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Based on the comprehensive protein evolution and engineering platform through years of experience, scientists from Creative Biostructure can provide advanced customized screening artificial cell-like compartments for directed evolution.
Creative Biostructure can perform high-throughput screening using in vitro compartmentalization (IVC). IVC is an alternative technique that uses the aqueous droplets in water-oil emulsions (up to 1010 compartments per ml) to compartmentalize individual genes and gene products along with a surrogate fluorogenic substrate. It is well-known that IVC method can enable protein evolution via two strategies, including emulsion of single cells expressing the library member and emulsion of individual DNA molecules together with in vitro transcription–translation machinery. In this method, flow cytometers can only sort particles in an aqueous mixture, while a secondary emulsion is necessary to create water-oil-water droplets for fluorescence-activated cell sorting (FACS)-based screening.
Figure 1. Diagram of in vitro compartments, double emulsions of cell-like compartment (left panel) and polyelectrolyte shells (right panel). (Nature Reviews Genetics, 2015)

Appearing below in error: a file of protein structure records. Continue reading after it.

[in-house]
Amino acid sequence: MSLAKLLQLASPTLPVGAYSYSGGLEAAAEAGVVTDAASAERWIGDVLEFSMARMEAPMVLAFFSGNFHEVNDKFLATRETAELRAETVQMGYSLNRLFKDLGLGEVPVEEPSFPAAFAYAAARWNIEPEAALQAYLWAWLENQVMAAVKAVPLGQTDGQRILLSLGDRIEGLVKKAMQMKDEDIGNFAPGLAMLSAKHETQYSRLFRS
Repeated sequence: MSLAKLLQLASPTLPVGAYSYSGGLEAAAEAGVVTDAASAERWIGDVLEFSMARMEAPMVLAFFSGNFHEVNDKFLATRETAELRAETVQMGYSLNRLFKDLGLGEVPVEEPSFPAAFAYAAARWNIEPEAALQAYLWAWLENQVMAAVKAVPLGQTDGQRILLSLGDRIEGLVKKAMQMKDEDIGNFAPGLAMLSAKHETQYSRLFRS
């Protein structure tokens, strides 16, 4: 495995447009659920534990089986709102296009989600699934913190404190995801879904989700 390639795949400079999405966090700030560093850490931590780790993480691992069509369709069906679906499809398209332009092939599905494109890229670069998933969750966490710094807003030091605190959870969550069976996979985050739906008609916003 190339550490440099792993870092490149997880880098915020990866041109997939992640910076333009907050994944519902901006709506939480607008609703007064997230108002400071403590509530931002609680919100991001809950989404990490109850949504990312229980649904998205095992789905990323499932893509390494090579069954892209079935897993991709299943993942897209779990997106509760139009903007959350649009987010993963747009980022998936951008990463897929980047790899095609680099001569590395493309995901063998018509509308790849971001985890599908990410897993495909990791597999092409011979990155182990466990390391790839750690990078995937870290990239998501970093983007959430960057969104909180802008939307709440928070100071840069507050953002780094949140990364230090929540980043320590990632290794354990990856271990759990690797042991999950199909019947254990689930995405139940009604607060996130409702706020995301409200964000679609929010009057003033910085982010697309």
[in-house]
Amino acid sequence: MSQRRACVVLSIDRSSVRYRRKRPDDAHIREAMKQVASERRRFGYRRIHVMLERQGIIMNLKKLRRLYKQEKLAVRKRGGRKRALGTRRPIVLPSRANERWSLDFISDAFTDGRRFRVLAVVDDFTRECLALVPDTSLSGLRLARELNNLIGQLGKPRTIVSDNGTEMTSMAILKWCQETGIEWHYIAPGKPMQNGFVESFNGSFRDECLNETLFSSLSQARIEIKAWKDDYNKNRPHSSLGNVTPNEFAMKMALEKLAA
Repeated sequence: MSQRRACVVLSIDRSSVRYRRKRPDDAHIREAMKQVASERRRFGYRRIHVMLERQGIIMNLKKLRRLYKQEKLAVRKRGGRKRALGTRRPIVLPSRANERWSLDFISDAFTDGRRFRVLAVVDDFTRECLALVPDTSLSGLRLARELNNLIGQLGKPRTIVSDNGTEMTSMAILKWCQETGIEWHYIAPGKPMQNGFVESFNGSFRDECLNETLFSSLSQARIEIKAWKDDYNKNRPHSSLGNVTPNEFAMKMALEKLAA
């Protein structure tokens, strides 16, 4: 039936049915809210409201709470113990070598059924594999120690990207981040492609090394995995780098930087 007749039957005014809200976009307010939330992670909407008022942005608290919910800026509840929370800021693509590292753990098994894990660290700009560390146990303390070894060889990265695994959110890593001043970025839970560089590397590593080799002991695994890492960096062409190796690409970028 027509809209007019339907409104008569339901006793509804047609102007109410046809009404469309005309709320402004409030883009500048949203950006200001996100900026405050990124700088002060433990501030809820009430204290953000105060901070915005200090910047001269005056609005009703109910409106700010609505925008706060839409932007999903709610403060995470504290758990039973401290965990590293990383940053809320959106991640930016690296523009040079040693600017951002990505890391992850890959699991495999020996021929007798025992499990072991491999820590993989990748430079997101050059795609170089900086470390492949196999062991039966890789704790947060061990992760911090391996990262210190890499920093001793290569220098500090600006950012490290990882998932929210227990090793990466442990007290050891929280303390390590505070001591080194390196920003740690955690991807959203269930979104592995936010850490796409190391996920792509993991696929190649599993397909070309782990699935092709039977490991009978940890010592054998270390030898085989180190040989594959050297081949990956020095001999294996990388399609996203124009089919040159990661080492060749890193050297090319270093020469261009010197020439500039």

Artificial cell-like compartments beyond water-oil emulsions can entrap genes, proteins and substrates in a suitable format for screening of directed evolution. Cell-like compartments composed of layered polycationic and polyanionic polymers (polyelectrolytes) can encapsulate E. coli cells. Due to the compartments are stable to detergents, DNA and protein remain linked even after detergent-induced cell lysis. Based on this technique, Creative Biostructure can screen for properly solubilized G protein-coupled receptors (GPCRs) that retain their structure and affinity for a fluorescent probe.
Artificial cell-like compartments have several advantages, including:
However, the disadvantages of artificial cell-like compartments include IVC technique requires strong expertise; components for emulsion and polyelectrolyte shells must be optimized for compatibility with a given fluorogenic reporter; heavily geared towards evolution of enzymes with DNA substrates.
Additionally, Creative Biostructure can creative the solid platform for the development of artificial cell-like compartments based on cell-free expression system and liposome.
Creative Biostructure’s custom screening services can provide you a wide range of first-class strategies for directed evolution. Creative Biostructure also provides Membrane Protein Platform and Phage Display Platform for your specific projects. Please feel free to contact us for a detailed quote.
F. Wu and C. Tan (2014). The engineering of artificial cellular nanosystems using synthetic biology approaches. WIREs Nanomed Nanobiotechnol. doi: 10.1002/wnan.1265
M. S. Packer and D. R. Liu (2015). Methods for the directed evolution of proteins. Nature Reviews Genetics, 16: 379-394.
W. C. Lua and A. D. Ellington (2013). In vitro selection of proteins via emulsion compartments. Methods, 60(1): 75-80.